The main focus of this course is the analysis of linear mappings between normed linear spaces. It turns out that many problems in analysis can be studied from this abstract point of view, which recognizes important underlying principles without getting lost in technical details. The applications of the approach ranges from differential and integral equations through problems in optimal control theory and numerical analysis to probability theory to name a few. This introductory course covers some of the basic constructions and principles of functional analysis: completions of metric/normed spaces, the Hahn-Banach Theorem and its consequences, dual spaces, bounded linear operators and their adjoints, closed operators, the Open Mapping and Closed Graph Theorems, the Principle of Uniform Boundedness and some elements of the spectral theory for closed linear operators. The applications of the abstract concepts are demonstrated through various examples from different branches of analysis.
MATH4FD Fourier Analysis and Distribution Theory Second Semester 10 points
Fourier analysis is the study of representing functions as sums or integrals of simple waves. It has applications across a broad range of mathematical and physical sciences such as the analysis of solutions to partial differential equations, inverse problems and data processing. The natural setting for this decomposition is on the space of generalised functions, known as distributions.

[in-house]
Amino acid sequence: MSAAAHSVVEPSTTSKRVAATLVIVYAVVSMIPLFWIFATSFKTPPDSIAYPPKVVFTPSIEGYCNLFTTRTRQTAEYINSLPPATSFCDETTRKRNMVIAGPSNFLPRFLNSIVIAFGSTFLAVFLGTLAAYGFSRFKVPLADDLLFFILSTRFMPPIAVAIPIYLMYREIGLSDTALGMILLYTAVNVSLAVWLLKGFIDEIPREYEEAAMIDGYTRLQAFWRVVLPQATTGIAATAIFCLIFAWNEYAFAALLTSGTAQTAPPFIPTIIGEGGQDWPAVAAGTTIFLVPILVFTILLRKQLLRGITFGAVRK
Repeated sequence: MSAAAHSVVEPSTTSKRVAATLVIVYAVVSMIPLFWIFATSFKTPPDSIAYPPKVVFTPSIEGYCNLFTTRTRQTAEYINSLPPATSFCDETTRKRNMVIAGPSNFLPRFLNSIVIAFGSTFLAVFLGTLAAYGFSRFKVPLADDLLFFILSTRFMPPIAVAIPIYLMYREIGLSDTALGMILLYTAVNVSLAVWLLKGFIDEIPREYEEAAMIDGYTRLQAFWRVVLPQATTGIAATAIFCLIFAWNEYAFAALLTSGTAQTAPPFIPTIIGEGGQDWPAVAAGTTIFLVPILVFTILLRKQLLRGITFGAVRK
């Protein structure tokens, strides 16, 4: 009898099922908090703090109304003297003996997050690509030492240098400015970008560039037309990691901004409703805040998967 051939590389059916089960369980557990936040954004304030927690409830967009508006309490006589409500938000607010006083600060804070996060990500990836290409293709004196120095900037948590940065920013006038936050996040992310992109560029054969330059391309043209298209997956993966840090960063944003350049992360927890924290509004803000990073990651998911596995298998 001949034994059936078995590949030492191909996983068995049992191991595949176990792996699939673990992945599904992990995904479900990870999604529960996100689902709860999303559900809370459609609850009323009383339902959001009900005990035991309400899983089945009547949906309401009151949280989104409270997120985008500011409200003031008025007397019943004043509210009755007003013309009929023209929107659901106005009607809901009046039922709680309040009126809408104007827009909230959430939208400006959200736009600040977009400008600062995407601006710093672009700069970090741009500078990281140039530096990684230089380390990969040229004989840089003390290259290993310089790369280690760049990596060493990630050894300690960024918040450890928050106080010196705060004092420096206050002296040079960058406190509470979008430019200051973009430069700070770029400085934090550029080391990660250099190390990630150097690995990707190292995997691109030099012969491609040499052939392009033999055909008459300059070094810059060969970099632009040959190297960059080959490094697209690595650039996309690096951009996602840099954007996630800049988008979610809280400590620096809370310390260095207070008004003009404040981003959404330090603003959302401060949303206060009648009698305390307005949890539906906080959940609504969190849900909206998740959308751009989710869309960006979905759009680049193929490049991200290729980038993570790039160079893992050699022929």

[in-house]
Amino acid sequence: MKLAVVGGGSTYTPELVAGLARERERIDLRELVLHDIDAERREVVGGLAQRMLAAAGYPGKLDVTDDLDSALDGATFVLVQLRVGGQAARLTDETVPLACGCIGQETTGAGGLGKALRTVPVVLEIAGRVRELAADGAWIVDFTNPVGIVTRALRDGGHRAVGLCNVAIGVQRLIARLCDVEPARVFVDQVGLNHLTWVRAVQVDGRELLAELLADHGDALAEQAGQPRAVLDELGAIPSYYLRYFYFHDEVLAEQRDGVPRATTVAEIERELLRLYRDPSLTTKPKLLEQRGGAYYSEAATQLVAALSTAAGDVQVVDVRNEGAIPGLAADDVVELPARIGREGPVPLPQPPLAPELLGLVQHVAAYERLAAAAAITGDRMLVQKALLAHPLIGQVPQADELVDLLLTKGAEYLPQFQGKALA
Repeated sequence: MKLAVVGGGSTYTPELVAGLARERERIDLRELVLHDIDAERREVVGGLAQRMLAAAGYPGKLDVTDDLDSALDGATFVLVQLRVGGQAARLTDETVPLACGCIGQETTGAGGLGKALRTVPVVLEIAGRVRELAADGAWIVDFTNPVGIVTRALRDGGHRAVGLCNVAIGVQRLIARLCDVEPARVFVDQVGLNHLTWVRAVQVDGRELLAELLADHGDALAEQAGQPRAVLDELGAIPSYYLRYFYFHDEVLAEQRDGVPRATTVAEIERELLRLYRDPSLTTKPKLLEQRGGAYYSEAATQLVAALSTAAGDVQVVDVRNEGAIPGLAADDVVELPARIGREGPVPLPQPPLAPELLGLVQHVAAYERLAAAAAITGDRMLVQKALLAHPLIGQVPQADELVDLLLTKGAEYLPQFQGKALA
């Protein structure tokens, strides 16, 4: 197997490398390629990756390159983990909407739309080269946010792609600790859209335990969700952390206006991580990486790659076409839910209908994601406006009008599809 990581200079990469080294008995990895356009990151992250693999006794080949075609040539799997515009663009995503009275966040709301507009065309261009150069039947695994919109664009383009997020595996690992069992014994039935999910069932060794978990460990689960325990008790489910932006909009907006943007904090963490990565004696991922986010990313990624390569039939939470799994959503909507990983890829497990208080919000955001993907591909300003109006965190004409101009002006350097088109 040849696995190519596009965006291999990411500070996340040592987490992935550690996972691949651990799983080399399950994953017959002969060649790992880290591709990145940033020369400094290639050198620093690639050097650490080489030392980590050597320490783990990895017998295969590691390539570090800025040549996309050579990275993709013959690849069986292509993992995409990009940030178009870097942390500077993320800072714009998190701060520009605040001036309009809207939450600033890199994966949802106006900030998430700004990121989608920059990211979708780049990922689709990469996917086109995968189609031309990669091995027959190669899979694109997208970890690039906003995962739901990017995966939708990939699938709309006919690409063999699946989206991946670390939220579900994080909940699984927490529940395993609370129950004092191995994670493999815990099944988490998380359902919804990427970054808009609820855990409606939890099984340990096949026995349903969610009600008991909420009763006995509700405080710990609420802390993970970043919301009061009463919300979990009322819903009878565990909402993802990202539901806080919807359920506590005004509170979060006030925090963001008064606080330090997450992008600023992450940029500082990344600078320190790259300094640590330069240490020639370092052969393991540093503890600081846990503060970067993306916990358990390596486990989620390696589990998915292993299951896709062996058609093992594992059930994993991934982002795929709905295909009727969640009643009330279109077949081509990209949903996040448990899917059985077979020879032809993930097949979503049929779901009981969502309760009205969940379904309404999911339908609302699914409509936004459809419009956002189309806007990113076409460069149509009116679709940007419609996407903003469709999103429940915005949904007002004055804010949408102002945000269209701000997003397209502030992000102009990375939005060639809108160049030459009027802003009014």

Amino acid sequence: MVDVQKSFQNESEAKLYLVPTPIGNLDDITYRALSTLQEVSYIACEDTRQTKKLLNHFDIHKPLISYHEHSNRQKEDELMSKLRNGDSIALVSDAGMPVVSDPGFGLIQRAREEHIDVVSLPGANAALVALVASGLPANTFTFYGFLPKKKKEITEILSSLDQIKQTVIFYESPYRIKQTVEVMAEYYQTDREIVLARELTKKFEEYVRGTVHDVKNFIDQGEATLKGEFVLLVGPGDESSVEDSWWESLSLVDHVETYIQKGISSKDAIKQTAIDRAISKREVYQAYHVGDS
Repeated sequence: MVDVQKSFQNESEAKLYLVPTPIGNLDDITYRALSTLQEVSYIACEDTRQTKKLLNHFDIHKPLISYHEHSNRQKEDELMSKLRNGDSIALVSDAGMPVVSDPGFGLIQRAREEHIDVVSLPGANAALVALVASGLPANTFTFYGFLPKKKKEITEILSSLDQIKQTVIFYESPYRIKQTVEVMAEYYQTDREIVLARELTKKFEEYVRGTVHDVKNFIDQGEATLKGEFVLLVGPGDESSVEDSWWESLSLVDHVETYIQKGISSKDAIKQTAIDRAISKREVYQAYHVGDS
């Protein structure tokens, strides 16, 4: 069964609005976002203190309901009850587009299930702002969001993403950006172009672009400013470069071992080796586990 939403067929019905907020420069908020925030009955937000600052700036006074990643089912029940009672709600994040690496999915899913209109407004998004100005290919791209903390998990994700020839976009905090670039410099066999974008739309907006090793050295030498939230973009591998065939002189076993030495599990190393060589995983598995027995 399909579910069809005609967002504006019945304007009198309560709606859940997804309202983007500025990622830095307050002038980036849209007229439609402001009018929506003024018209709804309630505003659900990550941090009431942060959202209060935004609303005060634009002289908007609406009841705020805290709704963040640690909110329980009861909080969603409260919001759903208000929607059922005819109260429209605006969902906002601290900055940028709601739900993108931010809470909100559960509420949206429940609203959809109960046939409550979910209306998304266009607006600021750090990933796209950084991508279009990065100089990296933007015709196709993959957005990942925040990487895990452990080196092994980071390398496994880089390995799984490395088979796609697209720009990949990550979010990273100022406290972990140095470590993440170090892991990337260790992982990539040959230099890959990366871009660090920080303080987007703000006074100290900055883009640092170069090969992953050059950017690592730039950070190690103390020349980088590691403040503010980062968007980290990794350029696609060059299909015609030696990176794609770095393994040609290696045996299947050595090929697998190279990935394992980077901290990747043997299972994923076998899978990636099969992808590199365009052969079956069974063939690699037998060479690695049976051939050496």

MATH4GC Geometry of Curves and Surfaces Second Semester 10 points
This paper is an introduction to differential geometry; its focus is the structure of two-dimensional surfaces.
MATH4MP Mathematical Physics Second Semester 10 points
This paper presents the foundation theory for two major topics in Physics. The Classical Mechanics section introduces the formal framework of Classical Mechanics and illustrates its application to two-body problems, rotating systems, collisions, and chaos. The Special Relativity and Cosmology section covers the special theory of relativity with applications to relativistic mechanics, electrodynamics in covariant form, and cosmology. This paper is the same as the PHSI336 paper offered by the Physics Department. It is taught jointly by staff from both Departments.